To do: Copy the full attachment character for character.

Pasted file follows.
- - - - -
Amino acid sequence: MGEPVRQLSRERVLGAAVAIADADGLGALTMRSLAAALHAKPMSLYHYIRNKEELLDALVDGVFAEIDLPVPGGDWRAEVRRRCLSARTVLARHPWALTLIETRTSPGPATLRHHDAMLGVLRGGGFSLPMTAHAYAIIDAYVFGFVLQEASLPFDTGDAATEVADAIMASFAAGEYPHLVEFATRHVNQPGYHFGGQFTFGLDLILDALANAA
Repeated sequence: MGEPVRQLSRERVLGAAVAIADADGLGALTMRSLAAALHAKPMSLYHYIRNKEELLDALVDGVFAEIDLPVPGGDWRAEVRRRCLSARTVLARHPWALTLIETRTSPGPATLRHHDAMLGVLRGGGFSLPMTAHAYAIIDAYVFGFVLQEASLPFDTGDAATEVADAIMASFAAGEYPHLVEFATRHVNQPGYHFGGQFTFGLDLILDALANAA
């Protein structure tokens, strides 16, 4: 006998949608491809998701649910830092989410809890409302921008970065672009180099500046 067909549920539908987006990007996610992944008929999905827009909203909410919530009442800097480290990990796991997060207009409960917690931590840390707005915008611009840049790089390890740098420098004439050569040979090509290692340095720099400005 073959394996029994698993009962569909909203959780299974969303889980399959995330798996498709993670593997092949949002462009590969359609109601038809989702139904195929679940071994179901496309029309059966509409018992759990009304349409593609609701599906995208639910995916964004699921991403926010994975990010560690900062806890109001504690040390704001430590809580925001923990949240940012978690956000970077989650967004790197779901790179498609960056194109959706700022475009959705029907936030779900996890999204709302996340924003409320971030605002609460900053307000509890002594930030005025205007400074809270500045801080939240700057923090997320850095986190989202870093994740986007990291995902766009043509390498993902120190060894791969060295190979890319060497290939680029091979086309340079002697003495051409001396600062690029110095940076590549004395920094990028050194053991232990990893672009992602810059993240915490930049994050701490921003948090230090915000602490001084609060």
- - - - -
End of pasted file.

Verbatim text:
Amino acid sequence: MGEPVRQLSRERVLGAAVAIADADGLGALTMRSLAAALHAKPMSLYHYIRNKEELLDALVDGVFAEIDLPVPGGDWRAEVRRRCLSARTVLARHPWALTLIETRTSPGPATLRHHDAMLGVLRGGGFSLPMTAHAYAIIDAYVFGFVLQEASLPFDTGDAATEVADAIMASFAAGEYPHLVEFATRHVNQPGYHFGGQFTFGLDLILDALANAA
Repeated sequence: MGEPVRQLSRERVLGAAVAIADADGLGALTMRSLAAALHAKPMSLYHYIRNKEELLDALVDGVFAEIDLPVPGGDWRAEVRRRCLSARTVLARHPWALTLIETRTSPGPATLRHHDAMLGVLRGGGFSLPMTAHAYAIIDAYVFGFVLQEASLPFDTGDAATEVADAIMASFAAGEYPHLVEFATRHVNQPGYHFGGQFTFGLDLILDALANAA
């Protein structure tokens, strides 16, 4: 006998949608491809998701649910830092989410809890409302921008970065672009180099500046 067909549920539908987006990007996610992944008929999905827009909203909410919530009442800097480290990990796991997060207009409960917690931590840390707005915008611009840049790089390890740098420098004439050569040979090509290692340095720099400005 073959394996029994698993009962569909909203959780299974969303889980399959995330798996498709993670593997092949949002462009590969359609109601038809989702139904195929679940071994179901496309029309059966509409018992759990009304349409593609609701599906995208639910995916964004699921991403926010994975990010560690900062806890109001504690040390704001430590809580925001923990949240940012978690956000970077989650967004790197779901790179498609960056194109959706700022475009959705029907936030779900996890999204709302996340924003409320971030605002609460900053307000509890002594930030005025205007400074809270500045801080939240700057923090997320850095986190989202870093994740986007990291995902766009043509390498993902120190060894791969060295190979890319060497290939680029091979086309340079002697003495051409001396600062690029110095940076590549004395920094990028050194053991232990990893672009992602810059993240915490930049994050701490921003948090230090915000602490001084609060």